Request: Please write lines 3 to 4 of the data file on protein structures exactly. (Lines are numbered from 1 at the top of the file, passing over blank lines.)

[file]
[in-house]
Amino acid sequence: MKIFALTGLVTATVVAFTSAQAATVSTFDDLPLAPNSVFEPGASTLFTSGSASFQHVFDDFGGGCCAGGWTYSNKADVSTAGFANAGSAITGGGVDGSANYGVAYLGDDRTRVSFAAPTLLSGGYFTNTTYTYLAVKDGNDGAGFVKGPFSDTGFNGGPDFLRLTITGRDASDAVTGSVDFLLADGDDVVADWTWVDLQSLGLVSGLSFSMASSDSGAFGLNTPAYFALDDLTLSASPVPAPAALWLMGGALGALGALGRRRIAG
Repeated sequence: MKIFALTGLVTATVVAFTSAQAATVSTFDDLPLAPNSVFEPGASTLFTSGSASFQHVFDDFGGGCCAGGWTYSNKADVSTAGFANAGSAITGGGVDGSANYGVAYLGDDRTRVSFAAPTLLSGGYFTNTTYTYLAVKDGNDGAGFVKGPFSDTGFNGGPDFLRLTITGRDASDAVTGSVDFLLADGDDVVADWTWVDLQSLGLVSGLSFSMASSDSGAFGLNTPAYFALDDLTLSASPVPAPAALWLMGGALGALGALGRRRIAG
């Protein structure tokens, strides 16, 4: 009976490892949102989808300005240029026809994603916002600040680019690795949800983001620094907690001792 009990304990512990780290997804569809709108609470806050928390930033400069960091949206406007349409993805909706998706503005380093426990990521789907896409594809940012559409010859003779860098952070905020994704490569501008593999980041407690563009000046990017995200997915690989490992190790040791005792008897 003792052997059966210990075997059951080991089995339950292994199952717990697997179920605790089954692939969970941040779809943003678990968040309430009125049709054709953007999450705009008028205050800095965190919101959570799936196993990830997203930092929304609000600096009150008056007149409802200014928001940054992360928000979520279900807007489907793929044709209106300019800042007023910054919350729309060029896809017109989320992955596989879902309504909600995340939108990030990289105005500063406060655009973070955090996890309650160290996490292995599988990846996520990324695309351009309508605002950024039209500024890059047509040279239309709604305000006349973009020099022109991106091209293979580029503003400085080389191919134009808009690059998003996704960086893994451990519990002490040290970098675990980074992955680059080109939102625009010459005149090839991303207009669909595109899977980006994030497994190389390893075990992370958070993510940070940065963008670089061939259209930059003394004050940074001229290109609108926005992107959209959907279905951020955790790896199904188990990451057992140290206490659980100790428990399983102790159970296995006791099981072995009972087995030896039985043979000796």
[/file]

Repeated sequence: MKIFALTGLVTATVVAFTSAQAATVSTFDDLPLAPNSVFEPGASTLFTSGSASFQHVFDDFGGGCCAGGWTYSNKADVSTAGFANAGSAITGGGVDGSANYGVAYLGDDRTRVSFAAPTLLSGGYFTNTTYTYLAVKDGNDGAGFVKGPFSDTGFNGGPDFLRLTITGRDASDAVTGSVDFLLADGDDVVADWTWVDLQSLGLVSGLSFSMASSDSGAFGLNTPAYFALDDLTLSASPVPAPAALWLMGGALGALGALGRRRIAG
């Protein structure tokens, strides 16, 4: 009976490892949102989808300005240029026809994603916002600040680019690795949800983001620094907690001792 009990304990512990780290997804569809709108609470806050928390930033400069960091949206406007349409993805909706998706503005380093426990990521789907896409594809940012559409010859003779860098952070905020994704490569501008593999980041407690563009000046990017995200997915690989490992190790040791005792008897 003792052997059966210990075997059951080991089995339950292994199952717990697997179920605790089954692939969970941040779809943003678990968040309430009125049709054709953007999450705009008028205050800095965190919101959570799936196993990830997203930092929304609000600096009150008056007149409802200014928001940054992360928000979520279900807007489907793929044709209106300019800042007023910054919350729309060029896809017109989320992955596989879902309504909600995340939108990030990289105005500063406060655009973070955090996890309650160290996490292995599988990846996520990324695309351009309508605002950024039209500024890059047509040279239309709604305000006349973009020099022109991106091209293979580029503003400085080389191919134009808009690059998003996704960086893994451990519990002490040290970098675990980074992955680059080109939102625009010459005149090839991303207009669909595109899977980006994030497994190389390893075990992370958070993510940070940065963008670089061939259209930059003394004050940074001229290109609108926005992107959209959907279905951020955790790896199904188990990451057992140290206490659980100790428990399983102790159970296995006791099981072995009972087995030896039985043979000796």